I nodded, hoping he’ll continue because these are the words I’ve repeated to myself. Words I’ve said when I get up in the morning, head off to work, and lay down at night. But, these words always get tainted by the feeling that I don’t deserve my own space. I don’t deserve to live in comfort and happiness if those closest to me can’t either. What makes me worthy?

“If they heard me they’d probably think I’m trying to manipulate you. But, if you ever feel that way, leave me.”

He says the last part without hesitation. I work to keep my face neutral while inside I’m shocked. I’ve never heard anyone in a relationship tell their partner to leave them in a tone that wasn’t threatening. My father would say the same thing to my mother towards the end of an argument. “Leave me,” were words meant to challenge her to venture into a world that seemed even harsher than him. My father taught us we couldn’t survive in the world without him and that’s what I thought most men wanted their family to think. But, now, I was hearing something completely different.

My boyfriend’s urging me to leave him told me I needed to start working on how I looked out for myself. He didn’t want to be with someone who’d believe he was manipulating them. Nor, did he want to feel bogged down by the guilt of living with the small luxuries he could afford. And that was his way of looking out for himself. He decided to completely choose things that served to make his life stable and balanced.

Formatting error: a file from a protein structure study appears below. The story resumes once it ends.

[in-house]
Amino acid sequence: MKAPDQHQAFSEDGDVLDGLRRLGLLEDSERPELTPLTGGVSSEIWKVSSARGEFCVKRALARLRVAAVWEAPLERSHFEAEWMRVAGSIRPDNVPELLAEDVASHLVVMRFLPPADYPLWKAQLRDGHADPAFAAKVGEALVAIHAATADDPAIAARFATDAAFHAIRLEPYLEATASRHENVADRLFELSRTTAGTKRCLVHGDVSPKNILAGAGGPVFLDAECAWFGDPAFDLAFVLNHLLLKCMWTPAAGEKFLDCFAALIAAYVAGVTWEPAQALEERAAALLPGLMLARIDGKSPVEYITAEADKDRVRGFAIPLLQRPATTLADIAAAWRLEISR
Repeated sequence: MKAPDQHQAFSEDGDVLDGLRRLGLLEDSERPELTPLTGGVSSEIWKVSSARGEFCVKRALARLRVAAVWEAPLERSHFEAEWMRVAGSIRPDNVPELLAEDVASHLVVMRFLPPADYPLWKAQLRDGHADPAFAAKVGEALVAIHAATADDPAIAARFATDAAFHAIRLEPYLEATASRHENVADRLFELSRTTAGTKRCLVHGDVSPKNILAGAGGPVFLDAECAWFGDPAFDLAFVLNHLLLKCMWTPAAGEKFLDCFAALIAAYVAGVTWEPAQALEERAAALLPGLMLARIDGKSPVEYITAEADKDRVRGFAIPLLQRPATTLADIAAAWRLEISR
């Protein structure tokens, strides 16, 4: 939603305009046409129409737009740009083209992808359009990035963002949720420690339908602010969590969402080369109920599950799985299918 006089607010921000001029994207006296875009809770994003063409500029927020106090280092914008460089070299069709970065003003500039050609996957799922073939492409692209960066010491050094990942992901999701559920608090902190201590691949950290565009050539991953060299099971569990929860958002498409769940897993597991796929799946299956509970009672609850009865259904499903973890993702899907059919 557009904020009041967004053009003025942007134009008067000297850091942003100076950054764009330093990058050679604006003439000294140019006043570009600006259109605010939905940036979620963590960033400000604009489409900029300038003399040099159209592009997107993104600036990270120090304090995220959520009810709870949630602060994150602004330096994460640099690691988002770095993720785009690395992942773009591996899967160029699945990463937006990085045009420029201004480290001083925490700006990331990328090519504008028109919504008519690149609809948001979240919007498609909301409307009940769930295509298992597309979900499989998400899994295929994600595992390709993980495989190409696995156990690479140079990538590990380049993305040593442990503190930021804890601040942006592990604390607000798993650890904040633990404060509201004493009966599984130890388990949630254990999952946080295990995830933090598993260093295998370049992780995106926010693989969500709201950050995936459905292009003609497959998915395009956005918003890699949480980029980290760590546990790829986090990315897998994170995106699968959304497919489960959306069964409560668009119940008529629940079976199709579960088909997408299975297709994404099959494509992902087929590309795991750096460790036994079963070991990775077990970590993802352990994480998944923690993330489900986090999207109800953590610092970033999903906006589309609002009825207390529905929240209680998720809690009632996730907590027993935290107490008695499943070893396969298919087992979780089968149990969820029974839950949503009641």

“I help my family whenever I can, but I can’t split myself five ways. It’s not sustainable. You help people more when you’re in a healthy place,” he tells me as he dries his hands on a towel, ready to move back on the couch next to me.

Making decisions for my pleasure sounds like such a cold-hearted thing to do if I’m being honest. I was raised Christian, so the desire to dedicate my life to others feels like the most respectable way to live. I’m ashamed for wanting to make choices that result in me being at my happiest. But, being with my boyfriend seems to open a door to unabashed self-love and self-care. He’s showing me a version of self-love I never thought I’d be able to learn from someone else, but instead would have to go on a solo journey in some mountain where the trees seem to touch the sky, engulfing me in pollen and hard truths.

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Photo by Holly Mandarich on Unsplash